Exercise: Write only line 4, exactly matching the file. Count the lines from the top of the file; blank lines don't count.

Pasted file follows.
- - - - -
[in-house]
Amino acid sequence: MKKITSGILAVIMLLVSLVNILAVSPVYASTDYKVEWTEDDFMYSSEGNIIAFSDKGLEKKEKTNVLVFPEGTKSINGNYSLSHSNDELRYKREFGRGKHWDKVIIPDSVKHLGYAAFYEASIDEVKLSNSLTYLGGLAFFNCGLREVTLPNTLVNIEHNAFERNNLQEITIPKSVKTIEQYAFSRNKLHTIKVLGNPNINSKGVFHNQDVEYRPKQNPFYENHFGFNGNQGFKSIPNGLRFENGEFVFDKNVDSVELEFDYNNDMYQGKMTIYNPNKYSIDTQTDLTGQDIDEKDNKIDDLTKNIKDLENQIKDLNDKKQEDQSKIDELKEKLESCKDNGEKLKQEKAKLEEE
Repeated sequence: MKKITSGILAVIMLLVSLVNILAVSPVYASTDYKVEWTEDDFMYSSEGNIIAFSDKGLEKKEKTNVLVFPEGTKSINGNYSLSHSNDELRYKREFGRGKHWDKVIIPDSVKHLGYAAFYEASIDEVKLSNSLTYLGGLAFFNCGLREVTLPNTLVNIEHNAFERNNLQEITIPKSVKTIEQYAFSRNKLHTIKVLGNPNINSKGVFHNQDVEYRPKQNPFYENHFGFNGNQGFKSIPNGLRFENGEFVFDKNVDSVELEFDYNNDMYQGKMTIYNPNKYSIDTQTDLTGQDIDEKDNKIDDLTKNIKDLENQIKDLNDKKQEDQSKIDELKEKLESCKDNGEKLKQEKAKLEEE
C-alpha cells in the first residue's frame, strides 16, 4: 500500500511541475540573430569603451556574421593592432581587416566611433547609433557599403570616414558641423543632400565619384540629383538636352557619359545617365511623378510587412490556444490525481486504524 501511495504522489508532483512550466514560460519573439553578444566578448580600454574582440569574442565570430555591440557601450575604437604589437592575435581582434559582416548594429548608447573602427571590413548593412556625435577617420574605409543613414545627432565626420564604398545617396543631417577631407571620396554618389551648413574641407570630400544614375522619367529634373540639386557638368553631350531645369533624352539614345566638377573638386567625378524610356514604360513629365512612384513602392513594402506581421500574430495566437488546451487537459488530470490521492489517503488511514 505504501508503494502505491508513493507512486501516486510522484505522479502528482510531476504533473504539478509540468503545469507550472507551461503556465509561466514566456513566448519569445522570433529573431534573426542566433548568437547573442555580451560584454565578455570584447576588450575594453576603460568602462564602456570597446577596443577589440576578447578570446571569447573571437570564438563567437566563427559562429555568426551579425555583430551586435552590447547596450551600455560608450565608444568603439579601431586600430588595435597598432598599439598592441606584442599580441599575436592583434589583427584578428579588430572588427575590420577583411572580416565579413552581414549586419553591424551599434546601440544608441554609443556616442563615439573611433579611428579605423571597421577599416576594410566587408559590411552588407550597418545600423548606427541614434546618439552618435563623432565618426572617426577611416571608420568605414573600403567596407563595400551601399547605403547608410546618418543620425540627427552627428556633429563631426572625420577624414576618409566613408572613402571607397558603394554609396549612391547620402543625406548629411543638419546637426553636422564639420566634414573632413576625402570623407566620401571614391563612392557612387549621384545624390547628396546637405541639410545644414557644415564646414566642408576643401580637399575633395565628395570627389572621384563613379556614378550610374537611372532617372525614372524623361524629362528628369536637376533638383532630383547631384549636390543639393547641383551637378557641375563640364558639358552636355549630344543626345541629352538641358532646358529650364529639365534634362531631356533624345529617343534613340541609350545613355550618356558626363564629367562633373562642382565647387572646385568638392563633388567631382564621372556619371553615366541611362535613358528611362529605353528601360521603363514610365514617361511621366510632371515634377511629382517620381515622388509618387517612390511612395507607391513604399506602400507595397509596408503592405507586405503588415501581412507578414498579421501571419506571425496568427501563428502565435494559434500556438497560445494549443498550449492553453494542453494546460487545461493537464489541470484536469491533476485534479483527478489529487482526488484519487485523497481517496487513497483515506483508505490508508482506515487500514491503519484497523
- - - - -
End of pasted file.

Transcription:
C-alpha cells in the first residue's frame, strides 16, 4: 500500500511541475540573430569603451556574421593592432581587416566611433547609433557599403570616414558641423543632400565619384540629383538636352557619359545617365511623378510587412490556444490525481486504524 501511495504522489508532483512550466514560460519573439553578444566578448580600454574582440569574442565570430555591440557601450575604437604589437592575435581582434559582416548594429548608447573602427571590413548593412556625435577617420574605409543613414545627432565626420564604398545617396543631417577631407571620396554618389551648413574641407570630400544614375522619367529634373540639386557638368553631350531645369533624352539614345566638377573638386567625378524610356514604360513629365512612384513602392513594402506581421500574430495566437488546451487537459488530470490521492489517503488511514 505504501508503494502505491508513493507512486501516486510522484505522479502528482510531476504533473504539478509540468503545469507550472507551461503556465509561466514566456513566448519569445522570433529573431534573426542566433548568437547573442555580451560584454565578455570584447576588450575594453576603460568602462564602456570597446577596443577589440576578447578570446571569447573571437570564438563567437566563427559562429555568426551579425555583430551586435552590447547596450551600455560608450565608444568603439579601431586600430588595435597598432598599439598592441606584442599580441599575436592583434589583427584578428579588430572588427575590420577583411572580416565579413552581414549586419553591424551599434546601440544608441554609443556616442563615439573611433579611428579605423571597421577599416576594410566587408559590411552588407550597418545600423548606427541614434546618439552618435563623432565618426572617426577611416571608420568605414573600403567596407563595400551601399547605403547608410546618418543620425540627427552627428556633429563631426572625420577624414576618409566613408572613402571607397558603394554609396549612391547620402543625406548629411543638419546637426553636422564639420566634414573632413576625402570623407566620401571614391563612392557612387549621384545624390547628396546637405541639410545644414557644415564646414566642408576643401580637399575633395565628395570627389572621384563613379556614378550610374537611372532617372525614372524623361524629362528628369536637376533638383532630383547631384549636390543639393547641383551637378557641375563640364558639358552636355549630344543626345541629352538641358532646358529650364529639365534634362531631356533624345529617343534613340541609350545613355550618356558626363564629367562633373562642382565647387572646385568638392563633388567631382564621372556619371553615366541611362535613358528611362529605353528601360521603363514610365514617361511621366510632371515634377511629382517620381515622388509618387517612390511612395507607391513604399506602400507595397509596408503592405507586405503588415501581412507578414498579421501571419506571425496568427501563428502565435494559434500556438497560445494549443498550449492553453494542453494546460487545461493537464489541470484536469491533476485534479483527478489529487482526488484519487485523497481517496487513497483515506483508505490508508482506515487500514491503519484497523